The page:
Why use DTA? Why NOT use traditional (Static) assignment? No impact of queues No ability to deal with upstream impacts Links do not directly affect each other Not conducive to time-series analysis Why NOT use traffic micro-simulation? Study area of interest too large and complex Too much data and memory required Too many uncertainties to model accurately

Cube Avenue (DTA Module) : 

Cube Avenue (DTA Module) Add-on module to provide DTA capability for the Cube/ Cube Voyager model environment Cube User Interface Works with regional network in Cube Voyager Common scripting language and data requirements First full release of Cube Avenue works with latest version of Cube Voyager (4.1)

Cube Avenue Technical Facts : 

Cube Avenue Technical Facts Unit of travel is the “packet” Represents some number of vehicles traveling from same Origin to same Destination Link travel time/speed is a function of Link capacity Queue storage capacity Whether downstream links “block back” their queues Link volumes are counted in the time period when a packet leaves the link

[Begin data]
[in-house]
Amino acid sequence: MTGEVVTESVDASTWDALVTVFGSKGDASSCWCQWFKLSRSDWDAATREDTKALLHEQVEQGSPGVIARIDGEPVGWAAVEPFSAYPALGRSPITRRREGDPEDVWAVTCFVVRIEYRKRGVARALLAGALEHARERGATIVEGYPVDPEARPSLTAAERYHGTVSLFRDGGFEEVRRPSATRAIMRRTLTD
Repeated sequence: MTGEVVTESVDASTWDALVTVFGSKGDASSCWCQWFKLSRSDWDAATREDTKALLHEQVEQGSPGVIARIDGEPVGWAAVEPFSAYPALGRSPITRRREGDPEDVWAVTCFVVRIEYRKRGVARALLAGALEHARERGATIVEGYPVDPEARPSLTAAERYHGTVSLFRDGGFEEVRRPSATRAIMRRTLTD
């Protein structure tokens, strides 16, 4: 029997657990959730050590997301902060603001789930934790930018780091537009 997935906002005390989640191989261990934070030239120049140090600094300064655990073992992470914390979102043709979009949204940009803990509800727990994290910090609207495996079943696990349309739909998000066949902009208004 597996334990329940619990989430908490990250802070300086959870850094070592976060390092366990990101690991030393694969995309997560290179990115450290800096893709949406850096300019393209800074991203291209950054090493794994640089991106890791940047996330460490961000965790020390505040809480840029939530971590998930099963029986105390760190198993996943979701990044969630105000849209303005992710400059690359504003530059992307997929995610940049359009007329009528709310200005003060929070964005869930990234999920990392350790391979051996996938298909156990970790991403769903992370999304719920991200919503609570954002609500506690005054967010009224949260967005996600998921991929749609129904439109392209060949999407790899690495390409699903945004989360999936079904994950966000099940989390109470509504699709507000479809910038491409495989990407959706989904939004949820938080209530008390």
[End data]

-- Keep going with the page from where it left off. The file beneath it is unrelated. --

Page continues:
Houston Evacuation DTA: Existing models and data : 

Houston Evacuation DTA: Existing models and data Tool is an add-on to existing H-GAC travel demand model in Cube Basic highway networks from regional model Adjustments to network based on event parameters Network modifications may vary across time horizon of event Flooding of low-lying links Failure/closure of facilities Reversal of freeway lanes

Houston Evacuation DTA Networks : 

Houston Evacuation DTA Networks Network from regional model Coding adjustments Centroid adjustment in downtown Capacity and Storage Adjustment Network Simplification Link Reduction Centroid Connectors Turning Movements/Prohibitions Intersection definition